In September of 1908, an article in the Elgin Advocate noted that Irma Willson Dorman erected a two-story home on Spring Street. Irma was the daughter of David W. Willson, who was a player in the local dairy industry. When Irma married James Dorman in October 1907, her connection to the dairy industry furthered, as both James and their sons eventually became involved in the diary market, as well.

In 1945, 1011 N. Spring was sold to Hubert Yelton, who managed Inland Supply Company, a wholesale plumbing and heating company. Yelton was an active member in Elgin civic society, including the Boy Scouts, YMCA, YWCA, Salvation Army, Rotary Club, Board of Directors of Home Federal Savings and Loan Association, and the United Community Fund. He even won Elgin Cosmopolitan Club’s Distinguished Citizen award in 1971.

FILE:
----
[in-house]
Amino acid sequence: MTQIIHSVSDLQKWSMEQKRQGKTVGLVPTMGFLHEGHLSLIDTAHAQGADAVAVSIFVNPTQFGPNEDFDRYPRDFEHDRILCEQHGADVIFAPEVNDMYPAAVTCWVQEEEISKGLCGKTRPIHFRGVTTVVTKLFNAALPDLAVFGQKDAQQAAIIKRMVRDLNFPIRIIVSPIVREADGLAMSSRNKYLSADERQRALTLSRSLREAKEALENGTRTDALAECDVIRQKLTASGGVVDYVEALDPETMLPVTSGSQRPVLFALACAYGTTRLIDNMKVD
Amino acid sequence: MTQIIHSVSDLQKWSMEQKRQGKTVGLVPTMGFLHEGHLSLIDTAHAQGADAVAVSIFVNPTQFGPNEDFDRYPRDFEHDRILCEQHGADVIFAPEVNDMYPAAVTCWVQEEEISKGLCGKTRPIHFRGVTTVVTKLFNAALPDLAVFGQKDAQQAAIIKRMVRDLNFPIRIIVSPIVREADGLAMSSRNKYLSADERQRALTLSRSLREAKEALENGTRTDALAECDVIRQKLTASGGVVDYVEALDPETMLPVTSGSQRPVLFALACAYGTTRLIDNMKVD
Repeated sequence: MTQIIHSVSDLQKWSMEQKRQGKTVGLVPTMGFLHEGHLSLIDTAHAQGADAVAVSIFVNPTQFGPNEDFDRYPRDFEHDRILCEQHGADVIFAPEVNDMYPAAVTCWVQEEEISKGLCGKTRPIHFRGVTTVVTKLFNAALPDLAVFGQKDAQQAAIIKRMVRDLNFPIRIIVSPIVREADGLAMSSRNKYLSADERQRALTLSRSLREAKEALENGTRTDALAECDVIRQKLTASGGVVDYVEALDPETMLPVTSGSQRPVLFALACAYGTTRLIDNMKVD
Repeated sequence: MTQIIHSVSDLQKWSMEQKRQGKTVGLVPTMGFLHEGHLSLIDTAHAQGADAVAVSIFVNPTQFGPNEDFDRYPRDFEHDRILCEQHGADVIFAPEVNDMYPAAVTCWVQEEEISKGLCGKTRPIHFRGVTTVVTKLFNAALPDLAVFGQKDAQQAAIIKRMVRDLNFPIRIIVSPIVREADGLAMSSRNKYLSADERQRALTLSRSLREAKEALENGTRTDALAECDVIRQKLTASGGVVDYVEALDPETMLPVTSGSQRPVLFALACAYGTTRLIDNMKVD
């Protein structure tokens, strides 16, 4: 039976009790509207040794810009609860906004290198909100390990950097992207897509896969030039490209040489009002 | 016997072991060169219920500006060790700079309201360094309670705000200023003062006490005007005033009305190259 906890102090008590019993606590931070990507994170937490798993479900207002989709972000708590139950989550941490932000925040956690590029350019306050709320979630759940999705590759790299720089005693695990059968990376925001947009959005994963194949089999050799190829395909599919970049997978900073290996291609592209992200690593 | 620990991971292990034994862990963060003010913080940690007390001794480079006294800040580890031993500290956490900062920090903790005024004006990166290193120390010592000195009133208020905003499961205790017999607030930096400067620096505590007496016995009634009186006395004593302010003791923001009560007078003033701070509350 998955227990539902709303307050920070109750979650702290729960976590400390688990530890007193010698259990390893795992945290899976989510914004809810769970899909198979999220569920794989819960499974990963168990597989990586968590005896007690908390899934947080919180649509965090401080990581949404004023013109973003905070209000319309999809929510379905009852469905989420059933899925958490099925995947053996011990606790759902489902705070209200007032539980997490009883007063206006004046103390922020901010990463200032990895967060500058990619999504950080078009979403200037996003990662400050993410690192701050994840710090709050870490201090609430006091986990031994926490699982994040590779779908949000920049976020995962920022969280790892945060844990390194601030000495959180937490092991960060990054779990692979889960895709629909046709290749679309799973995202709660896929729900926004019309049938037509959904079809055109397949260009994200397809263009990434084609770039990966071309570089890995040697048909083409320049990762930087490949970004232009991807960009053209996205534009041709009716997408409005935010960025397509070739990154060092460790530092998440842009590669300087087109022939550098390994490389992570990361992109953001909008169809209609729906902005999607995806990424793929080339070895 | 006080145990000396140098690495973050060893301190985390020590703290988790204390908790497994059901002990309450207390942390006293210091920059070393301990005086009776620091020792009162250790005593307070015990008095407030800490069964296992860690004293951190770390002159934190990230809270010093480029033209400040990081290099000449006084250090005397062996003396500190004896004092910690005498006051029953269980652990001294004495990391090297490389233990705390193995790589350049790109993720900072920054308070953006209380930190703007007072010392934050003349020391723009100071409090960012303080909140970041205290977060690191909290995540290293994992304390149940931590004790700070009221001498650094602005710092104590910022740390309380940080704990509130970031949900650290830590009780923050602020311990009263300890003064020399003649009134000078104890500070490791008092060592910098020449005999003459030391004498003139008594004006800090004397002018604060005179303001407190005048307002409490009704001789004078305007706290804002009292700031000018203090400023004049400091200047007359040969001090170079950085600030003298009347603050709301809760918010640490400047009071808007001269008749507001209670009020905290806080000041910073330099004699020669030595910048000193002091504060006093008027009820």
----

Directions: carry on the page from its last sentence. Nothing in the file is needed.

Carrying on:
In 1959, Yelton sold the home to Ben Corn. The Corn family stayed in the home for the next 27 years, until 1986.


This side-gabled, rectangular, two-story house is a nice example of the Colonial Revival style. The front façade exhibits the symmetry typical of this style, and with 2 windows on the first floor, 3 on the second floor and 2 on the third floor dormers. Colonial detailing is most noticeable in the pediment above the door and the sidelights.

In the nomination form for the National Register of Historic Places for the Spring Douglas Historic District, 1011 N. Spring Street is listed as contributing to the history of the area.

In recent years, some changes have been made, including adding a portico styled front entrance-way. 



Sources: 2001 Heritage Plaque Application; Audio: TextAloud